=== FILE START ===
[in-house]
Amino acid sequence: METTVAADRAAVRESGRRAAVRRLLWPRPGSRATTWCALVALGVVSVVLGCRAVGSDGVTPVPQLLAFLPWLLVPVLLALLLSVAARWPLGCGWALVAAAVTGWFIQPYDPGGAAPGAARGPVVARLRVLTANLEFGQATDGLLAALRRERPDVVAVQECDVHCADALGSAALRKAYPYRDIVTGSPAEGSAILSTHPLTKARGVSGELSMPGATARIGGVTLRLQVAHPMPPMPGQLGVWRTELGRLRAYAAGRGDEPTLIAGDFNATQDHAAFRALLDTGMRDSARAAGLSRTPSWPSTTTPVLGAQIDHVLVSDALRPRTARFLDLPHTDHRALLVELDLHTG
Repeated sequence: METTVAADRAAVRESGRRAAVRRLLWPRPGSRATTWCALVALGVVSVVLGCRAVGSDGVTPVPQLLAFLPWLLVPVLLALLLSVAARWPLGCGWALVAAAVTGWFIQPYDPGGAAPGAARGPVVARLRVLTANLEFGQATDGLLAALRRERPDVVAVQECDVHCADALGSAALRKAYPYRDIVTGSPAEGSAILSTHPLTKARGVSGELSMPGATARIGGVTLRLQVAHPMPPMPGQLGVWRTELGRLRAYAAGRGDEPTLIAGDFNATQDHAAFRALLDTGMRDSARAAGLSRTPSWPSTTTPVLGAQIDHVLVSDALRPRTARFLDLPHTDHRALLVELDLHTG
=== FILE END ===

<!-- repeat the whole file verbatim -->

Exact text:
[in-house]
Amino acid sequence: METTVAADRAAVRESGRRAAVRRLLWPRPGSRATTWCALVALGVVSVVLGCRAVGSDGVTPVPQLLAFLPWLLVPVLLALLLSVAARWPLGCGWALVAAAVTGWFIQPYDPGGAAPGAARGPVVARLRVLTANLEFGQATDGLLAALRRERPDVVAVQECDVHCADALGSAALRKAYPYRDIVTGSPAEGSAILSTHPLTKARGVSGELSMPGATARIGGVTLRLQVAHPMPPMPGQLGVWRTELGRLRAYAAGRGDEPTLIAGDFNATQDHAAFRALLDTGMRDSARAAGLSRTPSWPSTTTPVLGAQIDHVLVSDALRPRTARFLDLPHTDHRALLVELDLHTG
Repeated sequence: METTVAADRAAVRESGRRAAVRRLLWPRPGSRATTWCALVALGVVSVVLGCRAVGSDGVTPVPQLLAFLPWLLVPVLLALLLSVAARWPLGCGWALVAAAVTGWFIQPYDPGGAAPGAARGPVVARLRVLTANLEFGQATDGLLAALRRERPDVVAVQECDVHCADALGSAALRKAYPYRDIVTGSPAEGSAILSTHPLTKARGVSGELSMPGATARIGGVTLRLQVAHPMPPMPGQLGVWRTELGRLRAYAAGRGDEPTLIAGDFNATQDHAAFRALLDTGMRDSARAAGLSRTPSWPSTTTPVLGAQIDHVLVSDALRPRTARFLDLPHTDHRALLVELDLHTG